UN Experts Warn Arms Suppliers to Israel of Complicity in Human Rights Violations

UN Experts Warn Arms Suppliers to Israel of Complicity in Human Rights Violations

TEHRAN (Tasnim) - United Nations experts have cautioned companies supplying weapons to Israel that they might be complicit in the regime’s human rights abuses and violations of international law, urging an immediate halt to arms trade with the regime.

In a statement issued on Thursday, a coalition of 30 UN experts, including several Special Rapporteurs, called on these firms to cease their trade with Israel, even if current export licenses permit such transactions.

They asserted, "These companies, by sending weapons, parts, components, and ammunition to Israeli forces, risk being complicit in serious violations of international human rights and international humanitarian laws."

The experts pointed to recent rulings by the International Court of Justice condemning Israel's genocide in Gaza and a request by the International Criminal Court's Prosecutor for arrest warrants against Israeli officials for war crimes and crimes against humanity.

"Continuing arms transfers to Israel may be seen as knowingly providing assistance for operations that violate international law and could lead to profits from such assistance," they added.

They further urged an end to the indirect supply of weapons through intermediary countries and stressed the urgency of imposing an arms embargo on Israel. The experts described Israel's military campaign in Gaza as marked by "indiscriminate and disproportionate" attacks on civilians and infrastructure in the besieged Palestinian territory.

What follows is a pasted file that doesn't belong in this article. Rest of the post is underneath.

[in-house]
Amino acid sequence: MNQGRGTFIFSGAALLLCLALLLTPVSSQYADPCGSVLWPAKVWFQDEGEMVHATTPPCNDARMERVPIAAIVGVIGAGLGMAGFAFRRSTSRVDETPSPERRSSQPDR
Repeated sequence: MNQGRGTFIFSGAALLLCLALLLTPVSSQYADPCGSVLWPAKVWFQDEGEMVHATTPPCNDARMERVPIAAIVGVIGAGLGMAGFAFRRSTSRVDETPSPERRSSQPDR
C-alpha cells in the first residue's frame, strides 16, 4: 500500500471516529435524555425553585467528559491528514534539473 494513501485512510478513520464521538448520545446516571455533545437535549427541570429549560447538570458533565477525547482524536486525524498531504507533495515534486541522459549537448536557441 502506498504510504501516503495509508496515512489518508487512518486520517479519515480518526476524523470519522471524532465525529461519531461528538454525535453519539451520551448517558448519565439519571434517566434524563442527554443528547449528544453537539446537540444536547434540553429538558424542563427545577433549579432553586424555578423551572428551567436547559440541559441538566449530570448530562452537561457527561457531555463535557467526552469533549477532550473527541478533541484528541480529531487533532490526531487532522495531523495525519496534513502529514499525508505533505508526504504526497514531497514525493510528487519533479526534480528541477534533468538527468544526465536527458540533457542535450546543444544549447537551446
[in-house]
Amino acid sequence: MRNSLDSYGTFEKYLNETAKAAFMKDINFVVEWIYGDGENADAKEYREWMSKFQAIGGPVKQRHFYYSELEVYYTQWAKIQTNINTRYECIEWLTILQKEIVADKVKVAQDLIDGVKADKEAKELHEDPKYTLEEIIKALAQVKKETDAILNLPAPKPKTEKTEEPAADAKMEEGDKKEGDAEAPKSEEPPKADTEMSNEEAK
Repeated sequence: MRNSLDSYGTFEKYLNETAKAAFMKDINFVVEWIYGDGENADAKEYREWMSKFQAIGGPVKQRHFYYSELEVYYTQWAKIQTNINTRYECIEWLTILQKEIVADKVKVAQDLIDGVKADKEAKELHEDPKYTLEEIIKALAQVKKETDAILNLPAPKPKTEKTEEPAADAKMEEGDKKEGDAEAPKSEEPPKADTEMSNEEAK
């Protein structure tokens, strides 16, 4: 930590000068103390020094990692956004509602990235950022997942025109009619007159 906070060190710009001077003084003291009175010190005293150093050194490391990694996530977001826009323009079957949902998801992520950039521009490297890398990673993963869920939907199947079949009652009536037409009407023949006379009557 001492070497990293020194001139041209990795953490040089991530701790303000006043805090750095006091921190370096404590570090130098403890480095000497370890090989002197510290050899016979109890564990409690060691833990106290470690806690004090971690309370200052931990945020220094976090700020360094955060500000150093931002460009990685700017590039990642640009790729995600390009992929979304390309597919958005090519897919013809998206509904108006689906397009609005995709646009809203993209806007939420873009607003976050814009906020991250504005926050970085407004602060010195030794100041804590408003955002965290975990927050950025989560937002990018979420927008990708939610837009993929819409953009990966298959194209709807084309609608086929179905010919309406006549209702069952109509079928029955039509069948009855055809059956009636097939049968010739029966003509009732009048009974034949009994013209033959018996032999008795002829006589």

Meanwhile, reports surfaced that directors of 20 UK arms companies were warned of potential legal consequences for complicity in war crimes and crimes against humanity. Referring to British law, pro-Palestinian campaigners cited the 2001 International Criminal Court Act, cautioning that "Individuals transferring weapons to Israel are exposed to criminal liability."

In response, Dearbhla Minogue, a senior lawyer with the Global Legal Action Network (GLAN), stated, "The fact that they are hiding behind a licensing system which is unfit for purpose will not protect them if and when they face a jury of their peers because ordinary people can see through politicians' obfuscation."

Campaign groups including GLAN, Campaign Against Arms Trade (CAAT), War on Want, and the International Center of Justice for Palestinians (ICJP) addressed directors of British firms supplying components for F-35 fighter jets used by Israel. Lockheed Martin, alongside partners like BAE Systems, supplies these crucial components.

Campaigners warned these companies of potential criminal liability for supplying weaponry used in what they termed Israel’s ongoing "savage campaign in Gaza." Neil Sammonds from War on Want emphasized, "There is nowhere to hide for company directors choosing to provide weaponry to a state whose leaders have made clear their intent not to comply with international law."

The United States, Britain, Germany, and Italy have been major suppliers of arms to Israel, with the US Congress recently approving a significant arms sale including 50 F-15 fighter jets valued over $18 billion.

On Wednesday, the UN Human Rights Office published an assessment criticizing the Israeli military for six deadly strikes in Gaza between October and December 2023. The report concluded that the Tel Aviv regime "may have systematically violated" principles of distinction, proportionality, and precautions in attack.

Israel launched its brutal offensive on Gaza in October 7 following a retaliatory operation by Palestinian resistance against Israeli aggressions. The Israeli genocidal war has resulted in the deaths of over 37,400 Palestinians, predominantly women and children, and left more than 85,600 injured.


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